By Aditya Kalra
NEW DELHI (Reuters) – Amazon.com Inc has begun legal action in India to quash an antitrust investigation against the company, saying it could cause “irreparable” loss and damage to its reputation, according to its court filing seen by Reuters.
Last month the Competition Commission of India (CCI) ordered an investigation of Amazon and rival Flipkart, owned by Walmart, over alleged violations of competition law and certain discounting practices.
Amazon and Flipkart have faced mounting criticism from India’s brick-and-mortar retailers, which accuse the U.S. giants of violating Indian law by racking up billions of dollars of losses to fund deep discounts and discriminating against small sellers. The companies deny the allegations.
The CCI ordered its probe after a New Delhi-based trader group complained that the e-commerce giants were promoting select sellers and in turn hurting business for other smaller players in one of the world’s biggest online shopping markets.
“The entire order passed by (the CCI) … is bereft of any foundation,” Amazon said in a Feb. 10 filing to a court in the city of Bengaluru, rejecting the allegations leveled against the company.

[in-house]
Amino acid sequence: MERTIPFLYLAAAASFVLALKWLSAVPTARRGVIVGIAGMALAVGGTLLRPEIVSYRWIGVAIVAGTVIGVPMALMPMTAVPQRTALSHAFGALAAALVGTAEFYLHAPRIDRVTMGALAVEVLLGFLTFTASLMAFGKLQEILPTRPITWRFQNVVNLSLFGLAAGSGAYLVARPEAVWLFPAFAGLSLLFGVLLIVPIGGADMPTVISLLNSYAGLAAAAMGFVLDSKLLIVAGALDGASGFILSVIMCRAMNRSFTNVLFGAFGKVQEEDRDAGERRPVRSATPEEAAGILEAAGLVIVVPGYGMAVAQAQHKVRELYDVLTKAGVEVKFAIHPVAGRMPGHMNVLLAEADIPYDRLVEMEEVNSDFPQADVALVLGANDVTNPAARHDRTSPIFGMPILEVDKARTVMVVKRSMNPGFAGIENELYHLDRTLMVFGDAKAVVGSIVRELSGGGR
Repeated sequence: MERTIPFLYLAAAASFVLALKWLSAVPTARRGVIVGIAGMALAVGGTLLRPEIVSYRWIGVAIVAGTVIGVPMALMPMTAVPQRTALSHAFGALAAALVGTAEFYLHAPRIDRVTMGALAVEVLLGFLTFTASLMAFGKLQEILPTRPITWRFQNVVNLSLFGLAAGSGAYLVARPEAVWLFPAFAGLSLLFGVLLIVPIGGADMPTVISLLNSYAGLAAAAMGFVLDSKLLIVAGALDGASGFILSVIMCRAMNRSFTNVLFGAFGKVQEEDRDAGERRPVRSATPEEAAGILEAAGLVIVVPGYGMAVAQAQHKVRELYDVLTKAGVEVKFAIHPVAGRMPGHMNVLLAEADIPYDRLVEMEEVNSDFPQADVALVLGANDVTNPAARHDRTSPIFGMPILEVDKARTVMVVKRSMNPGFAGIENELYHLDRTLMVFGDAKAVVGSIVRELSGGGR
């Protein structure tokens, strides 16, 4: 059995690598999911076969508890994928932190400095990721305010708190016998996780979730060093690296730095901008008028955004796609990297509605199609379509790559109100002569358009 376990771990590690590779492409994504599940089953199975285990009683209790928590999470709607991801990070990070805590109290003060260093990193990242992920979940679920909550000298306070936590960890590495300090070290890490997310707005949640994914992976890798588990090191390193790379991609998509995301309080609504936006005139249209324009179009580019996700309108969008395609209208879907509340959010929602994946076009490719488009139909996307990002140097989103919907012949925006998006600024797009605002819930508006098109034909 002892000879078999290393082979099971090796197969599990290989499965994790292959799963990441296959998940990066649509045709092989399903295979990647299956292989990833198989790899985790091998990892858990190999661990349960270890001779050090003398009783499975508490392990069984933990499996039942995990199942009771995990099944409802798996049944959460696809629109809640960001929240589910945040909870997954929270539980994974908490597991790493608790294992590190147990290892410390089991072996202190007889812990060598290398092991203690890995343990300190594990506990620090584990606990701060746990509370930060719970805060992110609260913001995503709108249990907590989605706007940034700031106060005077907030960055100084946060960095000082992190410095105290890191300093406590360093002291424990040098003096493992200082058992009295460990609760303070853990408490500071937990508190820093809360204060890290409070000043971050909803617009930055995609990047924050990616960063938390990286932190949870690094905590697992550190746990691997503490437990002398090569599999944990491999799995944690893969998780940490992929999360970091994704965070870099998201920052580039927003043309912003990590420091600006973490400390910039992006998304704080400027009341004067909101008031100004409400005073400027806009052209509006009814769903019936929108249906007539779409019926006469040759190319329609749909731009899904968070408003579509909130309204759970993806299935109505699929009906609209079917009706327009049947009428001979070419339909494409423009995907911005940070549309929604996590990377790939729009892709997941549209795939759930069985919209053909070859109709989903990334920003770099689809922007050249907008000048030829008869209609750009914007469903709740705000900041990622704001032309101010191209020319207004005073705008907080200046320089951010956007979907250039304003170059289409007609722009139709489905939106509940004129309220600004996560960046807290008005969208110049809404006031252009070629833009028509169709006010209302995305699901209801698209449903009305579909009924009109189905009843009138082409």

“(The investigation order) suffers from non-application of mind as it appears to contain no reference to the finding of an appreciable adverse effect on competition.”
Amazon declined a Reuters request for comment, saying the matter was going through the courts. The CCI did not immediately respond to a request for comment.
Flipkart said after the CCI ordered the probe that it was “fully compliant” with all laws in India.
The Bengaluru court is likely to hear Amazon’s petition later this week and the complainant trader group, Delhi Vyapar Mahasangh, has been informed about it, a lawyer involved in the matter said.
The trader group will defend its case to ensure the antitrust probe is not quashed or put on hold, the lawyer added.
More stringent foreign investment rules in India have also affected Amazon.
Last month, after the CCI probe was launched, India’s trade minister said Amazon wasn’t doing any “great favor” by announcing a new $1 billion investment, laying bare the tensions with the U.S. online retailer.
“The (CCI) investigation also has reputational consequences for the petitioner, being a global company and a part of the internationally reputed Amazon Group,” the e-commerce giant said in its filing.
(Reporting by Aditya Kalra; Editing by Sanjeev Miglani and Susan Fenton)